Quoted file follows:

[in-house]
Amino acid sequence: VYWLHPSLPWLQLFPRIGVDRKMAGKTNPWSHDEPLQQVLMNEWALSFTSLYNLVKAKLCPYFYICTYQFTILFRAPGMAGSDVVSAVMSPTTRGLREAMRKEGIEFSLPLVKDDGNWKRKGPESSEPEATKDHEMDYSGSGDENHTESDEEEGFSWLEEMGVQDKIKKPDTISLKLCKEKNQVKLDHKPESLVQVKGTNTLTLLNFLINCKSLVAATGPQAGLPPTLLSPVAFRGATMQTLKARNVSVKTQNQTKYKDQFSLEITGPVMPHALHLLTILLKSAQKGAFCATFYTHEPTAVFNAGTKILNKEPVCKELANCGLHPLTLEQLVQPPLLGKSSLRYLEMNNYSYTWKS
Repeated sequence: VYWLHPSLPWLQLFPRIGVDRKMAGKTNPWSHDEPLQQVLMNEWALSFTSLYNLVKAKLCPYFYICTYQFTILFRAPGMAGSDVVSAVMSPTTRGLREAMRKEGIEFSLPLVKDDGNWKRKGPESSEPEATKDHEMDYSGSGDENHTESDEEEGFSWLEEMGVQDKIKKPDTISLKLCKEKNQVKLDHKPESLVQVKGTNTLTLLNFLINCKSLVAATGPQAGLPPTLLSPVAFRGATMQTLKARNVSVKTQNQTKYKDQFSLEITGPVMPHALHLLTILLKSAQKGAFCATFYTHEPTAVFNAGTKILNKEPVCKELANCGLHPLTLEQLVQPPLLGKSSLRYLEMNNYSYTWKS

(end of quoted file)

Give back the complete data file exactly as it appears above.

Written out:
[in-house]
Amino acid sequence: VYWLHPSLPWLQLFPRIGVDRKMAGKTNPWSHDEPLQQVLMNEWALSFTSLYNLVKAKLCPYFYICTYQFTILFRAPGMAGSDVVSAVMSPTTRGLREAMRKEGIEFSLPLVKDDGNWKRKGPESSEPEATKDHEMDYSGSGDENHTESDEEEGFSWLEEMGVQDKIKKPDTISLKLCKEKNQVKLDHKPESLVQVKGTNTLTLLNFLINCKSLVAATGPQAGLPPTLLSPVAFRGATMQTLKARNVSVKTQNQTKYKDQFSLEITGPVMPHALHLLTILLKSAQKGAFCATFYTHEPTAVFNAGTKILNKEPVCKELANCGLHPLTLEQLVQPPLLGKSSLRYLEMNNYSYTWKS
Repeated sequence: VYWLHPSLPWLQLFPRIGVDRKMAGKTNPWSHDEPLQQVLMNEWALSFTSLYNLVKAKLCPYFYICTYQFTILFRAPGMAGSDVVSAVMSPTTRGLREAMRKEGIEFSLPLVKDDGNWKRKGPESSEPEATKDHEMDYSGSGDENHTESDEEEGFSWLEEMGVQDKIKKPDTISLKLCKEKNQVKLDHKPESLVQVKGTNTLTLLNFLINCKSLVAATGPQAGLPPTLLSPVAFRGATMQTLKARNVSVKTQNQTKYKDQFSLEITGPVMPHALHLLTILLKSAQKGAFCATFYTHEPTAVFNAGTKILNKEPVCKELANCGLHPLTLEQLVQPPLLGKSSLRYLEMNNYSYTWKS